I’ve loved Valentine’s Day since my childhood. I loved decorating a shoe box to collect classmates’ offerings. I loved using clunky safety scissors to cut out pink paper hearts. I loved using the sticky mucilage glue to stick doilies everywhere. More than all of those things, I loved pulling the crinkly wrapper from a cherry flavored, heart shaped lollypop. The boxes of pre-cut cards with slits for those lollypops? Yes, I loved them, too.
I still do.
My favorite Valentine candy now, it might surprise you, is not chocolate but those same deadly-sweet, red-dye-laden, cherry-flavored lollypops. In a pinch, a roll of cherry Lifesavers will do; but I still pine for the original chemical-on-a-stick sugar bomb.
(If you’re wondering, “Did she mean to post this on Valentine’s Day?” the answer is no, she did not. This is a post-Valentine-post. You’ll see.)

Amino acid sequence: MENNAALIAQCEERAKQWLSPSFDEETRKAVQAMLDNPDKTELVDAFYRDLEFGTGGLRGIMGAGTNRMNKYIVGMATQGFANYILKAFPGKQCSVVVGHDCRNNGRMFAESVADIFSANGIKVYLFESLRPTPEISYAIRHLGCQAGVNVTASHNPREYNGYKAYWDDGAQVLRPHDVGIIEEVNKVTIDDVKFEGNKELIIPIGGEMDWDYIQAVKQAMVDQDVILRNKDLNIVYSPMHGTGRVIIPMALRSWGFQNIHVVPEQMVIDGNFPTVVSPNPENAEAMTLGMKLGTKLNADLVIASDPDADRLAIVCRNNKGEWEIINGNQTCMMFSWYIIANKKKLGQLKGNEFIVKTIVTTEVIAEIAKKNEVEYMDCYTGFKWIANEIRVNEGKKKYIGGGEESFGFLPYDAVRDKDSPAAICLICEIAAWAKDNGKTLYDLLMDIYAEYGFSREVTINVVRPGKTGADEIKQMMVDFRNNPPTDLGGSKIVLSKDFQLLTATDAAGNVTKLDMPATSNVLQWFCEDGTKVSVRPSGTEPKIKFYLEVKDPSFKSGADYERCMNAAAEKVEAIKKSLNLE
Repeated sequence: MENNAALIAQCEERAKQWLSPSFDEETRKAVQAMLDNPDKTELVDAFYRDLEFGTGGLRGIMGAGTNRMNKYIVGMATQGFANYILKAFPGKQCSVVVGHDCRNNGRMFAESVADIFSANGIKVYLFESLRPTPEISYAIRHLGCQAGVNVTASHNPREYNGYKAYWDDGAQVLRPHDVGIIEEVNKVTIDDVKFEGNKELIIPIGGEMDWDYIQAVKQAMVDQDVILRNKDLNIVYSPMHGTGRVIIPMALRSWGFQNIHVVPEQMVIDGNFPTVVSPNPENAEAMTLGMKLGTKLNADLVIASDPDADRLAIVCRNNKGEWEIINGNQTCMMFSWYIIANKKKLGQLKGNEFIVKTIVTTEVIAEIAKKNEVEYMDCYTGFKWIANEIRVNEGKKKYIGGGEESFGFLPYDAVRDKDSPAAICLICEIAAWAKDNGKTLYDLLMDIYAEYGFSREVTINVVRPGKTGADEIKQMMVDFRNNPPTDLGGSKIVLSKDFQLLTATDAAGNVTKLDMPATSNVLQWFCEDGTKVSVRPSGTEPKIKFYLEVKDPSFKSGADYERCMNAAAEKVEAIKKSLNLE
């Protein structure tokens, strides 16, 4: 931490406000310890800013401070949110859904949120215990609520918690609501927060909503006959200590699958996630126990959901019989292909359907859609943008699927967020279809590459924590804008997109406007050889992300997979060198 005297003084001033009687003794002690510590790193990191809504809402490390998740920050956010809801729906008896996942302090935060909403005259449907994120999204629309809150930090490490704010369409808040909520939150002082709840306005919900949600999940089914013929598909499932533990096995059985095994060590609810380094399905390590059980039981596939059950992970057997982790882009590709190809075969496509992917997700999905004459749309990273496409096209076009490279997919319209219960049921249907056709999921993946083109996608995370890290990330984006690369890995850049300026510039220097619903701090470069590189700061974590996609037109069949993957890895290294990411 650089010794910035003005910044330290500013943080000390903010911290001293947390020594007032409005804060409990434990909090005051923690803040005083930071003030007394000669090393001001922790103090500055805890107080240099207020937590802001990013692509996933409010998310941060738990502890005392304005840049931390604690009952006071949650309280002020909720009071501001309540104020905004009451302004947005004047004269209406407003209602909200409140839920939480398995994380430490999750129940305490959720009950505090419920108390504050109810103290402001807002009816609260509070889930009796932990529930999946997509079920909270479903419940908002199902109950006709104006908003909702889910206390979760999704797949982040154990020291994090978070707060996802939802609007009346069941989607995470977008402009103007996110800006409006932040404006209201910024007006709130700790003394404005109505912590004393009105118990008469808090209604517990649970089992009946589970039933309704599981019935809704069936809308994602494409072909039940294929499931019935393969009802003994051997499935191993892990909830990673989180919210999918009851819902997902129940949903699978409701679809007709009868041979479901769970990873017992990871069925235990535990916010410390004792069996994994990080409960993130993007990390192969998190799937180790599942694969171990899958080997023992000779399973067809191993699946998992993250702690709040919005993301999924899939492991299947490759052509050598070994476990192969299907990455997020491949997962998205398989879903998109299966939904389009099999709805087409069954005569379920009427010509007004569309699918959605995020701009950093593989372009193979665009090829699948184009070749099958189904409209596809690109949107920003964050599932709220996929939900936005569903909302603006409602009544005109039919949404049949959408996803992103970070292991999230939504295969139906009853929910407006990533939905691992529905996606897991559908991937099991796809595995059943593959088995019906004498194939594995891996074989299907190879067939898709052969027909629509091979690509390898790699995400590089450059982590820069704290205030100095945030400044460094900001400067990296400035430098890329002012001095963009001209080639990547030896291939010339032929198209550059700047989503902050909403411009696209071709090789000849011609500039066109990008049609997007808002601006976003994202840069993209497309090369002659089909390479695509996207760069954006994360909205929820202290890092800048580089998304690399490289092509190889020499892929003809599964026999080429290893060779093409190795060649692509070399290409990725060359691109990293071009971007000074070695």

By the time I reached what’s now classified as middle school, Valentine’s Day celebrations began to morph into awkward adolescent dances and what we called, at the time, “boy-girl parties.” Sending February 14 cards to anyone other than the object of romantic affection was suspect, at best.
In college I had the good fortune of befriending someone whose birthday happened to fall on Cupid’s day, so there was always a good reason for a February 14 party, irrespective of coupled status (or lack thereof).